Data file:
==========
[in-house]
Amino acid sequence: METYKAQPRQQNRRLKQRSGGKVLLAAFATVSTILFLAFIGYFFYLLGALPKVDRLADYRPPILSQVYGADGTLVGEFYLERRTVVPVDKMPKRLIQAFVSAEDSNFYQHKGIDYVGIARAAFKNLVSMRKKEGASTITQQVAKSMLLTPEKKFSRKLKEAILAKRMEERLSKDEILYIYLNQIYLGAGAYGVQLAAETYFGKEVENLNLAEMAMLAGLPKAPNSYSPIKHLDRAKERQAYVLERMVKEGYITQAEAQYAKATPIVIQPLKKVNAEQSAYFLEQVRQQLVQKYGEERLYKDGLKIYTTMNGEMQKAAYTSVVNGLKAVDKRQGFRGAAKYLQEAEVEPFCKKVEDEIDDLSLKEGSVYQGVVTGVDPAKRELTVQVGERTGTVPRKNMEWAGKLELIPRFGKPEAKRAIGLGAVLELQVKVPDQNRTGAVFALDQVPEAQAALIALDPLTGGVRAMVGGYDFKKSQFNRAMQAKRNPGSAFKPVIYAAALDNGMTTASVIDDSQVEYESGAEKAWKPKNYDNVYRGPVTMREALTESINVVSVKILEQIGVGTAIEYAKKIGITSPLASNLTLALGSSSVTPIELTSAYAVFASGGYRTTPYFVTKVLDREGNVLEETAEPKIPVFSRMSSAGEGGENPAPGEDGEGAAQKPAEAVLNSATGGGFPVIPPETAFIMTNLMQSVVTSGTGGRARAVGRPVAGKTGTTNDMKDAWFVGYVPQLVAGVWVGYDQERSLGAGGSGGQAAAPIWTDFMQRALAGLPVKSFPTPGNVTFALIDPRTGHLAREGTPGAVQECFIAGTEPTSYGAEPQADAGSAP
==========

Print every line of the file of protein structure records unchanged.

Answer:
[in-house]
Amino acid sequence: METYKAQPRQQNRRLKQRSGGKVLLAAFATVSTILFLAFIGYFFYLLGALPKVDRLADYRPPILSQVYGADGTLVGEFYLERRTVVPVDKMPKRLIQAFVSAEDSNFYQHKGIDYVGIARAAFKNLVSMRKKEGASTITQQVAKSMLLTPEKKFSRKLKEAILAKRMEERLSKDEILYIYLNQIYLGAGAYGVQLAAETYFGKEVENLNLAEMAMLAGLPKAPNSYSPIKHLDRAKERQAYVLERMVKEGYITQAEAQYAKATPIVIQPLKKVNAEQSAYFLEQVRQQLVQKYGEERLYKDGLKIYTTMNGEMQKAAYTSVVNGLKAVDKRQGFRGAAKYLQEAEVEPFCKKVEDEIDDLSLKEGSVYQGVVTGVDPAKRELTVQVGERTGTVPRKNMEWAGKLELIPRFGKPEAKRAIGLGAVLELQVKVPDQNRTGAVFALDQVPEAQAALIALDPLTGGVRAMVGGYDFKKSQFNRAMQAKRNPGSAFKPVIYAAALDNGMTTASVIDDSQVEYESGAEKAWKPKNYDNVYRGPVTMREALTESINVVSVKILEQIGVGTAIEYAKKIGITSPLASNLTLALGSSSVTPIELTSAYAVFASGGYRTTPYFVTKVLDREGNVLEETAEPKIPVFSRMSSAGEGGENPAPGEDGEGAAQKPAEAVLNSATGGGFPVIPPETAFIMTNLMQSVVTSGTGGRARAVGRPVAGKTGTTNDMKDAWFVGYVPQLVAGVWVGYDQERSLGAGGSGGQAAAPIWTDFMQRALAGLPVKSFPTPGNVTFALIDPRTGHLAREGTPGAVQECFIAGTEPTSYGAEPQADAGSAP